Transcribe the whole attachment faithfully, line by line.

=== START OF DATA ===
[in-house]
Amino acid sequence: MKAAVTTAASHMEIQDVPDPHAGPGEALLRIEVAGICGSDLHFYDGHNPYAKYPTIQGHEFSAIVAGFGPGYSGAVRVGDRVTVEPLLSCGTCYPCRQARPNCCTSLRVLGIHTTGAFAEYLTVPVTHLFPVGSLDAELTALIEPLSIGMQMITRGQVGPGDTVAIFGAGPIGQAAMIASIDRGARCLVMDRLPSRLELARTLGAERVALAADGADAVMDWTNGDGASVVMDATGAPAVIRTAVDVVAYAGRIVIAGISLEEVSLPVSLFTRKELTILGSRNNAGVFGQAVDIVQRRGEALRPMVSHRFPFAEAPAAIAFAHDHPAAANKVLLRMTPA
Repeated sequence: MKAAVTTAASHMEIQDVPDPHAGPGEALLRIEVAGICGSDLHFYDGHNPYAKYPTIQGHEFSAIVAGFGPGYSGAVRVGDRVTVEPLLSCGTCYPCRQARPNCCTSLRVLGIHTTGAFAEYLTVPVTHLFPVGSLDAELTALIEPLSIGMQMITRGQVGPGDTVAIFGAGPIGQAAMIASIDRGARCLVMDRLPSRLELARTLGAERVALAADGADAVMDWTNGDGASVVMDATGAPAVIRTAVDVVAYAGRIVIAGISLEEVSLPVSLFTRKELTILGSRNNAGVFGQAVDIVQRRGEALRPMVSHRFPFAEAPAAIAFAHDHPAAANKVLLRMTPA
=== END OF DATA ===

[in-house]
Amino acid sequence: MKAAVTTAASHMEIQDVPDPHAGPGEALLRIEVAGICGSDLHFYDGHNPYAKYPTIQGHEFSAIVAGFGPGYSGAVRVGDRVTVEPLLSCGTCYPCRQARPNCCTSLRVLGIHTTGAFAEYLTVPVTHLFPVGSLDAELTALIEPLSIGMQMITRGQVGPGDTVAIFGAGPIGQAAMIASIDRGARCLVMDRLPSRLELARTLGAERVALAADGADAVMDWTNGDGASVVMDATGAPAVIRTAVDVVAYAGRIVIAGISLEEVSLPVSLFTRKELTILGSRNNAGVFGQAVDIVQRRGEALRPMVSHRFPFAEAPAAIAFAHDHPAAANKVLLRMTPA
Repeated sequence: MKAAVTTAASHMEIQDVPDPHAGPGEALLRIEVAGICGSDLHFYDGHNPYAKYPTIQGHEFSAIVAGFGPGYSGAVRVGDRVTVEPLLSCGTCYPCRQARPNCCTSLRVLGIHTTGAFAEYLTVPVTHLFPVGSLDAELTALIEPLSIGMQMITRGQVGPGDTVAIFGAGPIGQAAMIASIDRGARCLVMDRLPSRLELARTLGAERVALAADGADAVMDWTNGDGASVVMDATGAPAVIRTAVDVVAYAGRIVIAGISLEEVSLPVSLFTRKELTILGSRNNAGVFGQAVDIVQRRGEALRPMVSHRFPFAEAPAAIAFAHDHPAAANKVLLRMTPA